A Tesla in fully autonomous driving mode makes a left turn out of the middle lane on a busy San Francisco street. He jumps into a bus lane where he’s not supposed to be. It turns a bend and almost digs into parked vehicles, causing the driver to rush to get behind the wheel. These scenes were captured by auto critic AI Addict, and more storylines like this are popping up on YouTube. You could say that these are all mistakes that any human using a cell phone could have made. But we expect more from our AI overlords.
Earlier this month, Tesla has started sending over-the-air software updates for its fully autonomous driving (FSD) beta 9 software, an advanced driver assistance system that relies solely on cameras, rather than cameras and radars like Tesla’s previous ADAS systems.
In response to videos showing unsafe driving behavior, like unprotected left turns, and other reports from Tesla owners, Consumer Reports released a statement On Tuesday, he said the software upgrade did not seem secure enough for public roads and that it would independently test the software update on his Model Y SUV once it received the software updates. required.
The consumer organization said it was concerned that Tesla would use its current owners and their vehicles as guinea pigs to test new features. Making their point, Tesla CEO Elon Musk urged drivers not to be complacent when driving because “there will be unknown issues so please be paranoid.” Many Tesla owners know what they’re getting into because they signed up for Tesla’s early access program which provides beta software for feedback, but other road users haven’t given in. their consent for such testing.
Tesla updates are sent to drivers across the country. The electric vehicle company did not respond to a request for information on whether or not to consider autonomous driving regulations in specific states – 29 states have enacted autonomous driving laws, but they differ wildly depending on the state. Other autonomous driving technology companies such as Cruise, Waymo and Argo AI told CR they are testing their software on private tracks or using qualified safety drivers as instructors.
“Automotive technology is advancing very quickly and automation has a lot of potential, but policymakers need to step up to put in place strong and sensible safety rules,” said William Wallace, head of safety policy at CR. in a press release. “Otherwise, some companies will simply treat our public roads as if they were private testing grounds, without holding them responsible for safety. “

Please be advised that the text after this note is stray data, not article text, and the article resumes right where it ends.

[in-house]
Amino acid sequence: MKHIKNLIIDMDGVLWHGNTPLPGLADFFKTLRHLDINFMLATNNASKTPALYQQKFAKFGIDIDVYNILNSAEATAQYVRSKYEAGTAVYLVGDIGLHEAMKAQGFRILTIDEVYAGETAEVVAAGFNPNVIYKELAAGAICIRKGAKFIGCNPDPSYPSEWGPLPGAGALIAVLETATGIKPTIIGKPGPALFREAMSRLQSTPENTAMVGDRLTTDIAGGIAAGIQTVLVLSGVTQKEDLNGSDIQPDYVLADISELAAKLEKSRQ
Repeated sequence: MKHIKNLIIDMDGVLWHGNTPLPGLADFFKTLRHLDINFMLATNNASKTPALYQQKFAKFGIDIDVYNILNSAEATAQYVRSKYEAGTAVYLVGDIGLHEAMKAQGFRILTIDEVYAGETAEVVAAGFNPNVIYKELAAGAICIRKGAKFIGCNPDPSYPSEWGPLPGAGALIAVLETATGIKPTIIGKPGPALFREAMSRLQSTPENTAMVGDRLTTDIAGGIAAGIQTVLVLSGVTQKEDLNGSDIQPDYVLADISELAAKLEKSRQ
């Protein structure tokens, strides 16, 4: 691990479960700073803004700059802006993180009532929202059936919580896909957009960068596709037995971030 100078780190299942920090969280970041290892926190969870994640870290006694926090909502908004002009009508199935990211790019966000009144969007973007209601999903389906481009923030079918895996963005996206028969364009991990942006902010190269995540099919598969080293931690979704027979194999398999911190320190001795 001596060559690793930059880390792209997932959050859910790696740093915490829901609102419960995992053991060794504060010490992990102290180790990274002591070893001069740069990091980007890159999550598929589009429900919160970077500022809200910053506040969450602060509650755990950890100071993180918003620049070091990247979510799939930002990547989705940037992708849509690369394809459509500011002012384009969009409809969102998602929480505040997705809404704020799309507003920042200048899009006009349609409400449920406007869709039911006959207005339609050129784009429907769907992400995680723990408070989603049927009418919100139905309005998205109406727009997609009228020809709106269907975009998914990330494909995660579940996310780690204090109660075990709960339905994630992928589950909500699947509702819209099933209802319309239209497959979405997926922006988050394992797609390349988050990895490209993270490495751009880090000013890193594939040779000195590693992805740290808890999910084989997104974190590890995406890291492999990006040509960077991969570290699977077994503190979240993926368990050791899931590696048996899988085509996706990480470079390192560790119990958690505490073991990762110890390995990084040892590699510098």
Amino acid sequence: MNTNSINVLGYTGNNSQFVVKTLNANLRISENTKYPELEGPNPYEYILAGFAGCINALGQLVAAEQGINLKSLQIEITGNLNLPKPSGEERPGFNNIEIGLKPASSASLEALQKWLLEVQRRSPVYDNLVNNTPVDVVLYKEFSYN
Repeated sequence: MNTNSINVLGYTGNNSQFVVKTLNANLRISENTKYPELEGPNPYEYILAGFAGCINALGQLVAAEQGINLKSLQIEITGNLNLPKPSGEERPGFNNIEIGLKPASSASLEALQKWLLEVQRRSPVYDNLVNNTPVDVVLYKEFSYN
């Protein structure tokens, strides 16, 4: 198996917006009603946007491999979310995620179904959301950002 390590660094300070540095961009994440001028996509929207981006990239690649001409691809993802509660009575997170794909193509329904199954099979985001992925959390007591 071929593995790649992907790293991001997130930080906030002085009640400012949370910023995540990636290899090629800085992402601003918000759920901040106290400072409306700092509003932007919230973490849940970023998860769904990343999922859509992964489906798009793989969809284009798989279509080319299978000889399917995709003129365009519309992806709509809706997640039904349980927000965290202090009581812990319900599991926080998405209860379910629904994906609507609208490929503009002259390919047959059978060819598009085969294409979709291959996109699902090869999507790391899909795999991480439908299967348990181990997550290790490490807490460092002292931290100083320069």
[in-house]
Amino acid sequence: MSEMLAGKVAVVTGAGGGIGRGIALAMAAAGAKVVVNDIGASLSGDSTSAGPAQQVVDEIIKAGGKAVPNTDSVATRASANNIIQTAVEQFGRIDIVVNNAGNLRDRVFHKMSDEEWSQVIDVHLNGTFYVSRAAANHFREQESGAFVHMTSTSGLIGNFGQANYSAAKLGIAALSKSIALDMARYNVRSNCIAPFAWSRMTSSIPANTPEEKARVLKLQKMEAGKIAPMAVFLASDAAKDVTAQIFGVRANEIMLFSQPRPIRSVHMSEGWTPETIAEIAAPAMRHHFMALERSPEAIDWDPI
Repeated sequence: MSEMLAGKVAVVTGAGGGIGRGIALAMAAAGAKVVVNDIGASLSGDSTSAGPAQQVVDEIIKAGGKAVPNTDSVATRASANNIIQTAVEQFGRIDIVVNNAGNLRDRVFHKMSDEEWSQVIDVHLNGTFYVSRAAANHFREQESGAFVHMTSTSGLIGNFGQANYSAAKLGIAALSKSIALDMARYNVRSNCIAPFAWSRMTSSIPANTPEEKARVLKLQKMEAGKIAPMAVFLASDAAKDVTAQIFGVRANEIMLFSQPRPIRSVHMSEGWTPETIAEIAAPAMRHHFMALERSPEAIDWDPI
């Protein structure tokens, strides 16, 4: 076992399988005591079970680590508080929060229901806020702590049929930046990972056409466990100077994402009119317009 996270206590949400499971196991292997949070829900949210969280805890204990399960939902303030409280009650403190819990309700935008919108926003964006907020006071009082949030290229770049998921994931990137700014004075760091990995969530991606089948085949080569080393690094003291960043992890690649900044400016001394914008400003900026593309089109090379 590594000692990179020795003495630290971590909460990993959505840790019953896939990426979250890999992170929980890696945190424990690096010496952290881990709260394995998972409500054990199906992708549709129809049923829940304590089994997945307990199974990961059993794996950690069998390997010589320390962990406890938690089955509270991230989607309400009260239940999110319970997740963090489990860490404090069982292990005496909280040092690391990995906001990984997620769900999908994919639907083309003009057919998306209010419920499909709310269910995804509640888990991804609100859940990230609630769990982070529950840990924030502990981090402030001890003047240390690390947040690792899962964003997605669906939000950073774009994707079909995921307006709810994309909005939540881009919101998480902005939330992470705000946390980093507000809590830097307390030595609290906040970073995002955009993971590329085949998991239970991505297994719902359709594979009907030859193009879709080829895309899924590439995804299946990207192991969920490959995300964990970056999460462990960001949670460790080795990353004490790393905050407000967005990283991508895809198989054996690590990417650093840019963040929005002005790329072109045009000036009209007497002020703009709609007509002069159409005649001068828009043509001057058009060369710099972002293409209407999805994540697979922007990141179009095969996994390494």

In June, the National Road Safety Administration has issued a general standing order that requires manufacturers and operators of vehicles equipped with SAE Level 2 ADAS or SAE Level 3, 4 or 5 automated driving systems to report accidents.
“The main mission of NHTSA is safety. By making accident reporting mandatory, the agency will have access to critical data that will quickly identify safety issues that could arise in these automated systems, ”said Dr Steven Cliff, NHTSA Acting Administrator, in a press release. “In fact, collecting the data will help instill public confidence that the federal government is closely monitoring the safety of automated vehicles. ”
FSD beta 9 software has added features that automate more driving tasks, such as navigating intersections and city streets under the supervision of the driver. But with such excellent graphics detailing where the car is in relation to other road users, down to a woman on a scooter passing by, drivers might be more distracted by the technology that’s supposed to help them at times. crucial.
“Tesla just asking people to be careful isn’t enough – the system has to make sure people are engaged when the system is up and running,” said J.ake Fisher, senior director of CR’s automatic test center in a statement. “We already know that testing the development of autonomous driving systems without adequate driver assistance can – and will end – in fatalities.”
Fisher said Tesla should implement an in-car driver monitoring system to make sure drivers watch the road to avoid accidents like the one involving Uber’s autonomous test vehicle, which struck and killed a woman in 2018 in Phoenix as she crossed the street.